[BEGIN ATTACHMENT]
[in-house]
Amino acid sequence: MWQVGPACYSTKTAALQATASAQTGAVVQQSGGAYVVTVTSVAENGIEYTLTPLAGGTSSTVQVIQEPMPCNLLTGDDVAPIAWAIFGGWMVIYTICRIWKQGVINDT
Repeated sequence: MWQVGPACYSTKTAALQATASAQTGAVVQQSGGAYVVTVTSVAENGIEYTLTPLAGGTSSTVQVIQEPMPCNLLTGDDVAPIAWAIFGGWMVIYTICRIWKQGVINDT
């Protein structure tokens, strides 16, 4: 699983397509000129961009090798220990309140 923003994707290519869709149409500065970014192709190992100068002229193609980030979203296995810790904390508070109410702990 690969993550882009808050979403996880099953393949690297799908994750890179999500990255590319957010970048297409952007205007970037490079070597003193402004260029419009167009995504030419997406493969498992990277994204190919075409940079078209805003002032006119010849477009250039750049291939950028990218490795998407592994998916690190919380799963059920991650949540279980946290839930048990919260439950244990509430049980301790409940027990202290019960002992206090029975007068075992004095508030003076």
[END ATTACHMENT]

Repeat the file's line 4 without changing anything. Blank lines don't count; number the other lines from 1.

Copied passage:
């Protein structure tokens, strides 16, 4: 699983397509000129961009090798220990309140 923003994707290519869709149409500065970014192709190992100068002229193609980030979203296995810790904390508070109410702990 690969993550882009808050979403996880099953393949690297799908994750890179999500990255590319957010970048297409952007205007970037490079070597003193402004260029419009167009995504030419997406493969498992990277994204190919075409940079078209805003002032006119010849477009250039750049291939950028990218490795998407592994998916690190919380799963059920991650949540279980946290839930048990919260439950244990509430049980301790409940027990202290019960002992206090029975007068075992004095508030003076």